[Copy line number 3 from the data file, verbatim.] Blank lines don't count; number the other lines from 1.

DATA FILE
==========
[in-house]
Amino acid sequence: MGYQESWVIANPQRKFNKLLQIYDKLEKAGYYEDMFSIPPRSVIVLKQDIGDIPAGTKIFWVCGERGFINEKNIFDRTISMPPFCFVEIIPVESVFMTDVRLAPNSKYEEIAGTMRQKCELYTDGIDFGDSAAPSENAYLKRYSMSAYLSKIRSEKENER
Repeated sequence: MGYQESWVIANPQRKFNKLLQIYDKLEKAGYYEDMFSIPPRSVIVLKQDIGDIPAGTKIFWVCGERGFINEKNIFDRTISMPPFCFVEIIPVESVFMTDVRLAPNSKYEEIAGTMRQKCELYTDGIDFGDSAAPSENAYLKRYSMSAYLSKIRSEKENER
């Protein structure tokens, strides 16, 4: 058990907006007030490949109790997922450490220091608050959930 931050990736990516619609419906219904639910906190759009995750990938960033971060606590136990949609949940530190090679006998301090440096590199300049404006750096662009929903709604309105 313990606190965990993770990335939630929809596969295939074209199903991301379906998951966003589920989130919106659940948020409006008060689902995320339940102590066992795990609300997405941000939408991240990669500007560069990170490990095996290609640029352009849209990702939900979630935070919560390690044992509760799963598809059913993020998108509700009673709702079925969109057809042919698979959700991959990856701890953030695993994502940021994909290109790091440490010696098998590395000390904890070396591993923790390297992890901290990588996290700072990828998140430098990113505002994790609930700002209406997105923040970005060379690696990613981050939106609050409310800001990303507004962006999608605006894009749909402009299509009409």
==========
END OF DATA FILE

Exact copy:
Repeated sequence: MGYQESWVIANPQRKFNKLLQIYDKLEKAGYYEDMFSIPPRSVIVLKQDIGDIPAGTKIFWVCGERGFINEKNIFDRTISMPPFCFVEIIPVESVFMTDVRLAPNSKYEEIAGTMRQKCELYTDGIDFGDSAAPSENAYLKRYSMSAYLSKIRSEKENER